This week’s blog on exploring what we believe to be our highest purpose scared me more than all of the other blogs put together. Mostly because, after the time we took in class last week to think about our highest purposes, I realized I have absolutely no idea what mine is. By nature I am not a very self-reflective or spiritual person. I guess I have always known this about myself, but I became even more acutely conscious of it after reading Eat, Pray, Love by Elizabeth Gilbert as well as a few other blogs by fellow classmates. I know what I like and dislike, what I’m good at, what my weaknesses are, but besides some of these more obvious traits I could spell out in a Facebook “about me” page, I don’t have much insight into the inner workings of my brain or heart, let alone soul.
With the 6 PM Wednesday deadline to figure out my purpose looming over my head, I began frantically flipping through Gilbert’s novel, trying to find something amongst the pages upon pages about spiritual enlightenment and talking to God that I could actually relate to. The section that jumped out at me was when Liz decided to be the “Quiet Girl in the Back of the Temple,” only to be assigned the position of key hostess. She goes on to explain how trying to be something you’re not divides you from God, and in finding your natural character, simply as God created you, you will come to know God. “God isn’t interested in watching you enact some performance of personality in order to comply with some crackpot notion you have about how a spiritual person looks or behaves,” explains Liz (192). I don’t know if God is watching me or not, but I definitely understand the whole “trying to be something you’re not” conflict, since that was me all elementary and even some of middle school. My childhood attempts to fit in can surely be attested to the process of growing up, and I know that that need to alter myself is gone. I guess you can say I know I am who I am, but I don’t know who I am…does that make sense? Liz talks about how she can modify herself, but can never defy her true character, never become “That Quiet Girl.” And yes, I am acquainted with my personality and can tell what I will or won’t feel comfortable with, but what about stepping out of my comfort zone? Is that trying to be something I’m not?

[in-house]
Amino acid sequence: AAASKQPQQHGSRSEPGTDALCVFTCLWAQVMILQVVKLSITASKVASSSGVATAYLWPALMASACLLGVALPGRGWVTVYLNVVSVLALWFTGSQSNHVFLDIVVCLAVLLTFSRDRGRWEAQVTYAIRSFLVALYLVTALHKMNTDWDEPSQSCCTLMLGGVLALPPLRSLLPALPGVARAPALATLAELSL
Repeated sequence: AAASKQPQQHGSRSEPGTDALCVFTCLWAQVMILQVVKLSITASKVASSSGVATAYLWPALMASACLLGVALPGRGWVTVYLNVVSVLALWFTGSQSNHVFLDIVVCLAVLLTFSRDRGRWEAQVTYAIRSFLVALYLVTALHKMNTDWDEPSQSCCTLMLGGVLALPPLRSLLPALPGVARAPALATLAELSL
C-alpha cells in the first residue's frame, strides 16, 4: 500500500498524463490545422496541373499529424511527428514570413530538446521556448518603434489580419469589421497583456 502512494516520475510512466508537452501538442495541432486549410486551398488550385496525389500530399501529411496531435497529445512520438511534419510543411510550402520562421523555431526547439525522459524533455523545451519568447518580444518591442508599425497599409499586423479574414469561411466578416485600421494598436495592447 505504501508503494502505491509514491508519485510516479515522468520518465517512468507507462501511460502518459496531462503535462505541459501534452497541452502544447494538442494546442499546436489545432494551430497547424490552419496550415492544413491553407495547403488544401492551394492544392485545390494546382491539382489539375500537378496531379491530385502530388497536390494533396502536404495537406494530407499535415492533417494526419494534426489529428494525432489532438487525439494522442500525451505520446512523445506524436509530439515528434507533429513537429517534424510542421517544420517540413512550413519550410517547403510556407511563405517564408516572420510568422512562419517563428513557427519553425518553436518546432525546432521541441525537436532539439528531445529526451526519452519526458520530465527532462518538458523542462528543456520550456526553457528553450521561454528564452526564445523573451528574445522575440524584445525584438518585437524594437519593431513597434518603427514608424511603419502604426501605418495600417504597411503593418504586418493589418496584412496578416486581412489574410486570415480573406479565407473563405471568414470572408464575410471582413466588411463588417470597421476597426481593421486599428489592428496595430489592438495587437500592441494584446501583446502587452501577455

A few other people mentioned in their blogs that their highest purpose is teaching. As a mentor at the Ashburton School for my service learning, I can most definitely attest that teaching is not for me. As an English major, it is usually assumed that I will go into the teaching profession, and although I admire those who do, I never have and never will be interested in becoming a teacher. I simply do not have the patience to teach children, or even people my own age for that matter. But I force myself to be something I’m not for 5 hours a week. In my opinion, this is a good thing. Do I feel the planets align while I force Spanish vocabulary words down the throats of my 6th graders? No, but I do feel a sense of accomplishment when I get a “shout out” at the end of the day from one of my scholars who was excited about our session.
Last class we talked about how brave Liz Gilbert is for traveling across the globe without knowing a soul, and some people commented that they could never do something like that. All I was thinking was yeah, me neither...but I still want to. I am a person who probably couldn’t survive a weekend without my planner or at least a few post it notes by my side. But the prospect of hopping on a plane and taking the next flight out or even backpacking across a country are things I desperately want to do someday, no matter how unlike my natural character they are. Sometimes I need to force myself out of my comfort zone, and while I may not be acting according to my natural character, I think this not only helps me find out who I am by recognizing what I’m not, but challenges me to experience things I otherwise wouldn’t.